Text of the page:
Emerging markets: Best of a bad bunch.
    Category: Smart Investing 2016 By : Stuart Allsopp Read : 660 Date : Monday, June 20, 2016 - 03:15:15

    Due in large part to aggressive central bank actions to raise asset prices over recent years, equity and bond prices have risen to all-time highs, and in some cases record valuations. Property markets have also experienced similar price moves and affordability is stretched in most developed markets, and many emerging economies as excessively low interest rates have encouraged speculative demand. Industrial and agricultural commodity prices are historically cheap, but tend to be poor long-term investments. Precious metals prices should hold their own, but in real terms are unlikely to generate strong returns. Emerging market assets appear to be the only game in town for the long term.

    Real Estate: Rate Mean Reversion Could Be A Killer

    Record low mortgage rates have made property investing a one-way bet since the global financial crisis. Property prices have become detached from incomes in many of the world’s developed markets and rental yields have been squeezed to the point where continued lofty prices will require mortgage rates to remain at record lows over the long term. Hong Kong stands out as being the most expensive, as the major recipient of mainland Chinese capital, but Australia, New Zealand, Singapore and the U.K., all rank as “extremely unaffordable.” Major cities in the U.S. and Canada are also ranked in this category. For property prices to rise faster than inflation in most of these markets, interest rates will have to remain at record lows, and economic activity and wages will have to recover so that affordability can improve, which seems an unlikely prospect.

    Bonds: Return Free Risk

    Fixed income in developed markets has perhaps been the best performing asset in the world over the past decade on a volatility-adjusted basis, with yields heading lower with very little risk thanks to central bank purchases. However, in most developed markets, 10-year bond yields are now below 10-year inflation expectations, meaning that investors are willingly accepting negative real rates, and in some case are accepting negative nominal rates. With the exception of the U.S., Australia and New Zealand, fixed income investors in developed markets are highly likely to lose money in real terms over the long term, and in many cases will lose money in nominal terms.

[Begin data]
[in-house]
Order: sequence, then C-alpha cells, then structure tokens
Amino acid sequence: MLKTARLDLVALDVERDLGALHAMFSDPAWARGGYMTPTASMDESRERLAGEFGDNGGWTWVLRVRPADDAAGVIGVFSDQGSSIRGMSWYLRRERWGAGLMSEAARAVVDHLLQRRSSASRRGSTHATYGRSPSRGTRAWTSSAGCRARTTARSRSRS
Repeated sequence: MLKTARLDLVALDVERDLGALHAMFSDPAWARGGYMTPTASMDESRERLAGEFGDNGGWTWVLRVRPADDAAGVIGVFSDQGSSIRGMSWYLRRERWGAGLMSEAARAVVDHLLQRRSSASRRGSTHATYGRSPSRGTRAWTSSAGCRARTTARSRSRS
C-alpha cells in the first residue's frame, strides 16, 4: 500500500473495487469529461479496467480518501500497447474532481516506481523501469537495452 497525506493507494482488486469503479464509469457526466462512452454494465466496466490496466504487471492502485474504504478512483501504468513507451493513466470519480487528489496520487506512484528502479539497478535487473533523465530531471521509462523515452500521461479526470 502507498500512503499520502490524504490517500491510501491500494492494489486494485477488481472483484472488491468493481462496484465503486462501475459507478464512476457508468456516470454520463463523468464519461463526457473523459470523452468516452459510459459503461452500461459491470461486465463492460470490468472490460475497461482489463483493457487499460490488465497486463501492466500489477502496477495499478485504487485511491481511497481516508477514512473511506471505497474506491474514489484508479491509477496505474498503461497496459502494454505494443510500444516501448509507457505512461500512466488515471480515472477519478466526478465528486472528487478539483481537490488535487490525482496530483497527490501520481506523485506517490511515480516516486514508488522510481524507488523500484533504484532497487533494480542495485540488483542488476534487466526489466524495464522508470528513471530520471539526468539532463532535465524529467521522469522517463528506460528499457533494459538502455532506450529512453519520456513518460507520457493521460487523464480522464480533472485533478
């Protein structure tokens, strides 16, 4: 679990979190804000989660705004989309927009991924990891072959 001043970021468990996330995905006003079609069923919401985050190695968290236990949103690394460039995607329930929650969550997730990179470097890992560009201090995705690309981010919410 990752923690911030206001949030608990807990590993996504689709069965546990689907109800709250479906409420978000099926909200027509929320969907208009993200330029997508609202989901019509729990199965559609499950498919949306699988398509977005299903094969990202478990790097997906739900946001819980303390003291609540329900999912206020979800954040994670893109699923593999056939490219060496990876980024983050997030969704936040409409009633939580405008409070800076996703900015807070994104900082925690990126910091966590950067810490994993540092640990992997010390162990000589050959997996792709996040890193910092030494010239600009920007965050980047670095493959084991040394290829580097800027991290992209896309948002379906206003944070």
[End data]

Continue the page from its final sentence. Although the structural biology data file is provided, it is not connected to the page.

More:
Commodities: Bounce Potential But Long-Term Headwinds

    Commodities have fallen considerably from their 2011 peaks, to the point where supply and demand dynamics are modestly favorable for prices over a multi-year horizon. For this year and next, we believe commodities should outperform global equities. That said, slower growth in China will prevent significant price gains. Commodities have been a poor inflation hedge over recent decades in part due to this and will likely continue to be so over the next decade.

    For gold and silver, we expect these metals to rise in coming years, holding their own in inflation-adjusted terms. However, the lack of yield and the significant outperformance we have already seen relative to broad commodity indices suggests a major bull market is unlikely. With the ratio of gold to silver considerably higher than it’s long-term average at an elevated 74x, we prefer silver over gold for the long term.